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AB InBev VP: Our quest for ‘agile’ sustainable development continues Heather Clancy Tue, 05/19/2020 – 02:37 Like most big companies with a complex multinational footprint, Anheuser-Busch InBev’s sales slipped in the first quarter and the beer maker is embracing new financial discipline amid the coronavirus pandemic. But the company also has  acted quickly to prop up key members of its value chain — from small liquor stores to farmers to  restaurants  — and the situation has galvanized its long-term corporate sustainability plans, according to Ezgi Barcenas, vice president of global sustainability for AB InBev. “We really cannot lose these learnings and agility, and I think that’s been a great learning and contribution of the pandemic — helping us to be more agile and to be more collaborative,” she told GreenBiz during an interview in early May. The beermaker’s 2025 goals pledge bold advances in water strategy, returnable or recyclable packaging, renewable energy procurement (its U.S. division in 2019 signed the  beer industry’s largest power purchase agreement  to date) and support for farmers adopting regenerative agriculture practices. Barcenas, the executive responsible for managing that plan and part of the GreenBiz 2020 Badass Women in Sustainability list , joined the company seven years ago. She’s also in charge of the 100+ Sustainability Accelerator, dedicated to startups that can bring technology-enabled innovation to AB InBev’s operations. Below is a transcript of our interview about how the company’s sustainability team is focusing amid the pandemic. The Q&A was lightly edited for length and clarity. Heather Clancy: How has the pandemic changed the immediate focus of the AB InBev sustainability team? Ezgi Barcenas : I really feel like this global situation is a stress test for sustainable development, compelling all of us to think about it more holistically, more collaboratively, and to be more flexible and continue to work together to create value for our entire value chain.  So, I would say when we think about the changes on the immediate focus of our team, I think it’s important to remember that beer is an actual product, and for centuries we’ve really relied on healthy environments and thriving communities. And most of our operations are local, so our sustainability strategy is really deeply connected to the communities and the business … What it’s doing is, it’s, in fact, galvanizing us and our partners to continue to work together and make really impact where it matters the most.  Clancy: What happens to long-term plans? Are they still going on alongside that? Barcenas: As you can imagine, we had to pivot some of our focus towards short-term mitigation plans but continue to power through towards our mid-to-longer-term plans as well. And our commitment in sustainability, our 2025 goals, they remain the same.  I think what I’m really seeing now is the agility and the sense of community that our teams are bringing around the world. And not just sustainability, right? So, sustainability at AB InBev is housed under procurement, so we have a great relationship with our procurement colleagues who are really delivering that impact and executing against those long-term commitments of our supply chain.  But also, our operations teams, logistic teams, our corporate affairs teams, we’re really working hard in creating that local impact today from the donation of masks and emergency relief water to providing hand sanitizers. We’ve figured out how to make them and donate them to our supply chain partners — to launching digital platforms to support bars and restaurants. Those are some of the immediate efforts that the teams have taken on. But at the same time, we’re really full speed ahead on those long-term commitments.  Our commitment in sustainability, our 2025 goals, they remain the same.   As we’re seeing signs of recovery around the world, our team is energized about continuing to work towards those longer-term commitments, towards the [United Nations Sustainable Development Goals]. One thing for sure: We really cannot lose these learnings and agility, and I think that’s been a great learning and contribution of the pandemic — helping us to be more agile and to be more collaborative. Clancy: You already referenced supply chains. This situation has made the vulnerability of certain types of supply chains very visible to the world. How have you worked to ensure the safety and sustainability of your partners within the supply chain?  Barcenas : Supply chain resilience is being tested with this — all the COVID-19 disruptions around the world, forcing countries and companies like ours to rethink our sourcing strategy, refocus our efforts. I would say we’re fortunate in that our operations — with operations in nearly 50 countries around the world our supply chain is much shorter and less complex than you’d think. We have historically invested heavily: We have been investing heavily in local sourcing and creating those local supply chains wherever possible. In fact, we always like to give this number out: We buy, make and sell over 90 percent of our products locally. So, you can think of us as a global company, but our local footprint is really deeply rooted in our operations. That connection hasn’t really changed.  Maybe one example. If you think about agriculture, right? Beer is made of natural materials. Raw material sourcing is really fundamental to the quality of our products. We take great pride in the quality of our raw materials that in turn can help us create some of the most admired brands in the world. And in doing that, in working closely with the farmers, we help contribute towards their livelihoods. And we work with tens of thousands of smallholder farmers around the world.  During the pandemic, one example I can give is how our agronomists are continuing to support our farmers remotely, even if they cannot do field visits, which usually that’s their way of working. They will go out onto the field and visit them in person, talk through their challenges, provide better management and technology tools for them. Right now, they’re doing all of that remotely.  We’re also working to ensure that there is proper sanitation and safety measures, for example, at buying centers. So, keeping those buying centers open — like barley buying centers and other raw materials — and up and running is really huge for farmer cash flow, if you think about it. So, we’re really working to maintain these wherever possible. That’s short-term efforts. In terms of mid-term, long-term, how are we helping our supply chain, especially on the ag front: We’re doing scenario planning with partners like TechnoServe to better understand the impacts on smallholder supply chains, so that it can better inform our ag support services moving forward, as well as our sourcing. Clancy: How has the situation affected your packaging commitments and recycling strategy, if at all? Barcenas : I want to highlight how our packaging sustainability journey has really accelerated — in 2012, when we came out with a commitment to remove 100,000 metric tons of packaging materials globally to when you fast forward to 2018, when we came out with our new public commitments to protect and promote a circular economy.  Today, as part of our 2025 goal, our focus is to make sure all of our products are in packaging that is returnable or made from a majority of recycled content. So, that’s our vision and our commitment.  You can think of us as a global company, but our local footprint is really deeply rooted in our operations.   It is a sad reality that around the world we’re seeing waste management services and recycling programs being impacted. In some markets, they’re deemed essential and in others they’re not. And yes, we are seeing impacts of this, too. What we do in those cases is continue to partner with the recycling cooperatives to mitigate the impact and to ensure the livelihoods of our partners, as well. And to achieve that circular packaging vision, there are a number of things we do. Reuse, reduce, recycle, rethink is how we think about that, and we try to identify gaps in our current ways of working, or technological gaps so that we can identify scalable solutions.  One pilot that is actually currently underway that we kicked off about a month and a half ago is with this startup called Nomo Waste  [Spanish]. It’s a startup in Colombia that is part of 100+ Sustainability Accelerator. We are working with them now on collecting the bottles that get lost in the supply chain, “lost” in the supply chain … to bring them back to the breweries or back to the suppliers, so that bottles can be reused to continue to reduce waste in the supply chain.  We’re also working with another accelerator startup from our first cohort called BanQu … It’s this blockchain technology that we used in our smallholder farm supply chain. Now we’re implementing the same technology with our recycling supply chain — trying to improve the traceability of that bottle and therefore improve the financial inclusion of our recyclers or the waste pickers in the city of Bogota.  Clancy: I wanted to ask about the 100+ program. So, can you offer a status report? Barcenas : We had our first cohort applications back in 2018. We received over 600 applications in our first year, and we were really proud of it. It was born because when we set our 2025 sustainability goals, if you look at it, the language is 100 percent of direct farmers, 100 percent of communities in high-risk watersheds, et cetera.  When we were going through the strategy-setting or the goal-setting process we asked ourselves — we had a candid conversation in the company and with our partners: How sure are we that we’re going to hit these goals by 2025 based on existing solutions and ways of working, partnerships out there? We noticed that there was a clear gap in ensuring, for example, that 100 percent of our farmers will be financially empowered.  The 100+ Accelerator was born out of that to try and identify solutions for problems that we can’t solve today alone. It’s an open platform. We’re hoping any company can come and join us. In its first year, we had [21] startups in our cohort, and they’ve been hugely successful. Some of them we’ve extended them into multiyear commercial contracts. We’ve taken them to different markets. After the initial success of the pilots, we’re scaling them up. We just had our second round of applications wrap up late last year and had our kickoff meetings earlier in February in New York. We received over 1,200 applications from 30-plus countries, and we narrowed it down to 17 companies. Clancy: Can you give me some examples?  Barcenas : I glazed over BanQu , just a quick plug there. BanQu is a non-crypto blockchain technology that uses an SMS service to record purchasing and sales data. We’re using this now with farmers across Uganda, Zambia and India. We were able to scale this partnership to offer farmers a digital financial aid entity.  What used to happen is that these farmers did not really formally exist in our supply chain. They couldn’t go and open a bank account. They couldn’t get crop insurance. They couldn’t get a loan. By giving them a digital record of the transaction, they are able to prove that they are part of our supply chain. And we’re helping them with the digital capabilities as well. We’re offering digital payments, which in turn reduces their cash transactions and therefore lowers their risk for themselves and their families. So, we’re really proud of this. And now, this BanQu technology that we piloted in the ag supply chain we’re bringing to our recycling supply chains as well in Colombia, for example.  Another one, maybe just a quick one: EWTech  [Spanish] is another startup that we piloted in Colombia as part of our first cohort, a great example of how innovation can continue to drive efficiencies in our operational processes. What EWTech does is they offer a green replacement for caustic soda, which we use in the industrial cleaning process. In the pilot test in Bucaramanga, we found out that EWTech’s more sustainable solution, the green solution that they offered, actually showed a 70 percent reduction in water usage versus traditional disinfecting chemicals, 60 percent reduction in cleaning cycle time, which resulted in savings on energy, in freeing up time on bottling lines. So, this was a huge success for us, both from a financial and from an environmental point of view. We are now in the process of figuring out how we can roll this out across many more breweries in the middle Americas — so, Colombia, Peru, Mexico, Honduras and El Salvador. Of course, with the pandemic things are getting a little bit delayed, but it is our mission to, again, scale this innovation that we identified that is delivering great results for the business and also for the world. Media Authorship Anheuser-Busch Close Authorship Clancy: Can you offer a progress report on the fleet electrification strategy?  Barcenas : Transportation is about 9 percent of our global carbon emissions, and our ambition is to reduce our global emissions by 25 percent across the whole value chain by 2025. Most of this lies in Scope 3, and logistics is a piece of that. We are currently piloting a range of different solutions around the world, looking specifically to fleet electrification but also other things — routing efficiencies, other ways to reduce carbon emissions in our logistics operations. We currently have a pilot in each one of our six operating zones around the world … As you can imagine, COVID-19 has caused some delays to the delivery of additional fleet, and that’s slowing down somewhat the pilots. But we are very ambitious in this area and very keen to identify new solutions and confident that we’ll be able to identify and champion these new innovations and continue to electrify our fleet. Clancy: What do you feel is your most important priority as a chief sustainability officer and strategist right now? Barcenas : We always say sustainability is our business, and I think the biggest learning out of this is that we must not lose the momentum, the learnings and the agility that we’ve built up over the last couple of months to really tackle these problems. We’re a global company. We’re learning a lot along the way as the pandemic has spread around the world. We’re becoming more prepared. And we can’t pause now. Right? So, I think that’s another big learning. In fact, we’re working really hard to ensure and restore the resilience of the communities and the supply chains. That’s our No. 1 priority. And not just supply chain, our entire value chain. As I mentioned, we’re working with our key accounts — bars, restaurants, et cetera — to make sure that they can return to their businesses as well as recovery happens. And we’re really thinking, we’re really spending a lot of time thinking about — not just about how to recover or bounce back but also how to come back even stronger than before, how to retain that agility and focus to continue to create that local impact.  Today’s and tomorrow’s toughest challenges, I think, will require us to continue to be agile and learn new ways of working and continue to innovate. At AB InBev, we’re committed to just that: continuously innovating to future-proof our business and our communities, and inspiring our people in the meantime, right? Inspiring our consumers through our brands as well. Pull Quote Our commitment in sustainability, our 2025 goals, they remain the same. You can think of us as a global company, but our local footprint is really deeply rooted in our operations. Topics COVID-19 Food & Agriculture Corporate Strategy Beer Sustainable Development Goals / SDGs Regenerative Agriculture Collective Insight The GreenBiz Interview Featured in featured block (1 article with image touted on the front page or elsewhere) Off Duration 0 Sponsored Article Off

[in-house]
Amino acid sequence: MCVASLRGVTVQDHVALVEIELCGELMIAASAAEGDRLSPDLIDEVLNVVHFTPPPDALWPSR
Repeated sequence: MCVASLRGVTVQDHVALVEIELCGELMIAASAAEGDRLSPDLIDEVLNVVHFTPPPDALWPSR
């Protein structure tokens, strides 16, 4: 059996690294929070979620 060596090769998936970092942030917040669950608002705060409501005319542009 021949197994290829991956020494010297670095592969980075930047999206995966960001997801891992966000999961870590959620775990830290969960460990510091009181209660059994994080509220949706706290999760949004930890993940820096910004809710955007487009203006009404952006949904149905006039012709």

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AB InBev VP: Our quest for ‘agile’ sustainable development continues